only 
a
 continued
 study 
would 
be 
able
 to
 draw
 conclusions 
about
 which
 this
 study
 can 
only 
speculate. 

Tui 
Na
 has
 also 
proved
 itself 
as 
a 
safe
 alternative
 to
 any 
sort 
of
 invasive
 treatment
 such
 as 
surgery. 
Only
 a
 continued
 study
 could
 tell 
if
 the
 treatment 
will
 continue
 to
 produce
 long
 term
 effects.

It 
is
 also 
possible 
that 
with
 the
 client
 recording 
and
 cataloguing 
the 
information
 throughout 
the
 study
 that 
it 
has 
increased
 her 
inner 
sense
 and
 knowledge 
of 
her
 own
 body.
 It 
has,
 in
 the
 therapist’s 
view,
 provided
 her
 with 
a 
knowledge 
that 
she 
would 
not
 have
 otherwise 
had.
 The
 recording 
of 
daily
 information
has
 in 
a 
sense 
provided 
the
 therapist 
with 
a 
much
 more
 detailed
 look
 into 
what
 was
 really
 going 
on 
every
day.
 It 
provided 
information 
to 
the
 therapist 
that
 he
 may
 not
 have
 been
 able 
to 
obtain
 otherwise,
 very
specific 
information 
which 
in 
turn 
allowed
 the
 therapist 
to 
focus
 on 
exactly 
where 
areas of 
pain 
and
discomfort 
were 
located. 

As
 a
 side
 note
 the
 therapist 
reports 
that 
providing 
the
 client 
with
 recording
materials, 
such
 as 
a 
journal, 
to 
catalog
 progress 
may
 complement
 the
 healing
 process 
for
 the
 client.

Having
 the
 client 
record
 daily 
activities 
did
 give
 better
 feedback
 for
 the
 therapist 
to 
review
 and
 use
 to
design 
future
 session 
protocols.

Bibliography

Back
 Pain
 Facts 
& 
Statistics. 
(2010). 
American
 chiropractic 
association.
 Retrieved
(2010, 
May
 13)

Braverman,
S.E. 
(n.d.). 
Medical 
acupuncture 
review: 
safety,
 efficacy, 
and
 treatment
 practices.
 Medical
 Acupuncture
 A 
Journal
 for 
Physicians
 by 
Physicians,
 15(3).

Brinkhaus,
 B., 
Witt, 
C.M.,
 Jenna, 
S., 
Linde, 
K.,
 & 
Streng,
 A. 
(2006). 
Acupuncture 
in 
patients 
with
 low
 back
 pain.
 Archives 
of 
Internal 
Medicine,
166(4).

Carter,
 B. 
(2004). 
Acupuncture 
statistics. 
Brian
 Carter’s 
Pulse
 of 
Oriental
 Medicine.

Cherkin,
 D.C.,
 Sherman,
 K.J., 
Deyo,
 R.A., 
& 
Shekelle, 
P.G.
 (2003).
 A 
Review
 of
 the
 evidence
 for 
the
 effectiveness, 
safety, 
and
 cost 
of 
acupuncture,
 massage
 therapy,
 and
s pinal
 manipulation
 for
back
 pain.
American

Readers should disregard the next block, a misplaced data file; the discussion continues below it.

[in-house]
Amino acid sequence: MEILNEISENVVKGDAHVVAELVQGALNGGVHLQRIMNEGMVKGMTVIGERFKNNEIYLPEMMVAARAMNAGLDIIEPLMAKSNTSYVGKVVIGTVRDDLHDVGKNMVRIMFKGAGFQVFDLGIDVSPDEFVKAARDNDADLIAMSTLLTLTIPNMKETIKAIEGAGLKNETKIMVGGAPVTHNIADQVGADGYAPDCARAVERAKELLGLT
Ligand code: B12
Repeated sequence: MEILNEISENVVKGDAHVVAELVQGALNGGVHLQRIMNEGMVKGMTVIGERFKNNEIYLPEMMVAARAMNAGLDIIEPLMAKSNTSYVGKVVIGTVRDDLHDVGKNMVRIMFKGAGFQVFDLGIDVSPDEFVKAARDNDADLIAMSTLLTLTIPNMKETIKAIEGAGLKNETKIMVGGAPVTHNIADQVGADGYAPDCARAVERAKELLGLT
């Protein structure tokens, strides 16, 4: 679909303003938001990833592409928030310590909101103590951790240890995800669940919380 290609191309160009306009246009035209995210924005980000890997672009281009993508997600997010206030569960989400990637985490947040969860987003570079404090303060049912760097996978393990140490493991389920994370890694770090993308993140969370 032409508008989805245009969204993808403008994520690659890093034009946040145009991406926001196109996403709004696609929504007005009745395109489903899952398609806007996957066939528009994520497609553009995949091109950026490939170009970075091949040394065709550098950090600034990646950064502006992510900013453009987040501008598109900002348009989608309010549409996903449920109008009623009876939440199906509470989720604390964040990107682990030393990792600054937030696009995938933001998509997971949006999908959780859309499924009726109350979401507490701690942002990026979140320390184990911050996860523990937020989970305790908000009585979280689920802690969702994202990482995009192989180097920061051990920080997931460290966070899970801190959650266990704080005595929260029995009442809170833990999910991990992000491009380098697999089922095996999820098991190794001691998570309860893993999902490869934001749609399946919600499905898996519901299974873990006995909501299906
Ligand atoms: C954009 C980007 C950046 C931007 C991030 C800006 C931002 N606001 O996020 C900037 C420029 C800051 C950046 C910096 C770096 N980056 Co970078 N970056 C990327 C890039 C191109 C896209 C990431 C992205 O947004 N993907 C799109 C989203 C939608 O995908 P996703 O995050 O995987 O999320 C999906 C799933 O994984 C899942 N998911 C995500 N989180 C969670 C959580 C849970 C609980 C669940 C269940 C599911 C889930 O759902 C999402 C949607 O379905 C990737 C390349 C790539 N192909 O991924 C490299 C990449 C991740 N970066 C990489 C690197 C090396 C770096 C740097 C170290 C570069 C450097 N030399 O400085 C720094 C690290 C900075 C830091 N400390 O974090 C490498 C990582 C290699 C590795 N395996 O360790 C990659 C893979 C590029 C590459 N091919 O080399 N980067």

College 
of
 Physicians,
 138(11).

Deyo, 
R.A., 
Mirza,
 S.A., 
& 
Martin, 
B.I. 
(2006).
 Back
 pain
 prevalence 
and
 visit 
rates: 
estimates
 from
 national 
us
surveys, 
2002.
 Lippincott 
Williams
 & 
Wilkins, 
31(23).

Furlan, 
A.D.,
 Imamura, 
M.,
 Dryden,
 T., 
Irvin, 
E.
 Massage 
for 
low‐back 
pain.
 Cochrane
 Database
 of
 Systematic
 Reviews
 2008,
 Issue 
4.

Furlan,
 A.D., 
van
 Tulder, 
M.W.,
 Cherkin, 
D.,
 Tsukayama,
 H., 
Lao,
 L., 
Koes,
 B.W.,
 Berman,
 B.M.
 Acupuncture
and
 dry 
needling 
for 
low 
back
 pain.
 Cochrane
 Database 
of 
Systematic 
Reviews
 2005,
 Issue
 1.

Helm,
 B. 
(2009). 
Tui 
na 
structural
 disorders 
therapy 
treatments. 
San
 Diego,
 CA:
 Taoist 
Sanctuary.
 Medicinenet.com
 (2002). 
Retrieved
 from
 http://www.medterms.com/script/main/art.asp?articlekey=20587
(2010,
May
14)

Rakel, 
D.
P., 
& 
Faass, 
N.
 (2006). 
Complementary 
medicine 
in
 clinical
 practice.
 Sudbury,
 MA:
 Jones
and
 Bartlett
Publishers.

Rostocki, 
A. 
(2006,
 May 
10). 
Cure 
back 
pain.org.
 Retrieved 
from
 http://www.cure‐back‐pain.org/cure‐ back‐pain.html

 (2010, 
May
1)

Webmd
(2008).
Low
back
pain
symptoms.

page10image8552

Advertisements

Leave a Reply

Fill in your details below or click an icon to log in:

WordPress.com Logo

You are commenting using your WordPress.com account. Log Out / Change )

Twitter picture

You are commenting using your Twitter account. Log Out / Change )

Facebook photo

You are commenting using your Facebook account. Log Out / Change )

Google+ photo

You are commenting using your Google+ account. Log Out / Change )

Connecting to %s